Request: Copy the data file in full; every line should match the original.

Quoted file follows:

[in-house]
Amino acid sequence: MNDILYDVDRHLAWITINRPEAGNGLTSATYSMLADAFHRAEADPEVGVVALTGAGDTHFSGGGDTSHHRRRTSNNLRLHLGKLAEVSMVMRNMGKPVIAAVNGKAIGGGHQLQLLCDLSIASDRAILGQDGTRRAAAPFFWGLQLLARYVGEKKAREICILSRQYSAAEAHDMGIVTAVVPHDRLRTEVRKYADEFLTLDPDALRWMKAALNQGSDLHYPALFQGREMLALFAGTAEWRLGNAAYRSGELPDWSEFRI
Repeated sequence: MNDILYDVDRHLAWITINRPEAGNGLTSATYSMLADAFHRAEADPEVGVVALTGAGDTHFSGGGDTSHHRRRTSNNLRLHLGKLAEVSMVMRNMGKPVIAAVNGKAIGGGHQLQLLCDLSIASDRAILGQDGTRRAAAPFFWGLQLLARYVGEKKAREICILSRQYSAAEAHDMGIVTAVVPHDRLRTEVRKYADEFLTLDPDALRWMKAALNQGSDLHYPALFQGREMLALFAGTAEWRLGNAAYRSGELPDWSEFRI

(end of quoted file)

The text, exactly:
[in-house]
Amino acid sequence: MNDILYDVDRHLAWITINRPEAGNGLTSATYSMLADAFHRAEADPEVGVVALTGAGDTHFSGGGDTSHHRRRTSNNLRLHLGKLAEVSMVMRNMGKPVIAAVNGKAIGGGHQLQLLCDLSIASDRAILGQDGTRRAAAPFFWGLQLLARYVGEKKAREICILSRQYSAAEAHDMGIVTAVVPHDRLRTEVRKYADEFLTLDPDALRWMKAALNQGSDLHYPALFQGREMLALFAGTAEWRLGNAAYRSGELPDWSEFRI
Repeated sequence: MNDILYDVDRHLAWITINRPEAGNGLTSATYSMLADAFHRAEADPEVGVVALTGAGDTHFSGGGDTSHHRRRTSNNLRLHLGKLAEVSMVMRNMGKPVIAAVNGKAIGGGHQLQLLCDLSIASDRAILGQDGTRRAAAPFFWGLQLLARYVGEKKAREICILSRQYSAAEAHDMGIVTAVVPHDRLRTEVRKYADEFLTLDPDALRWMKAALNQGSDLHYPALFQGREMLALFAGTAEWRLGNAAYRSGELPDWSEFRI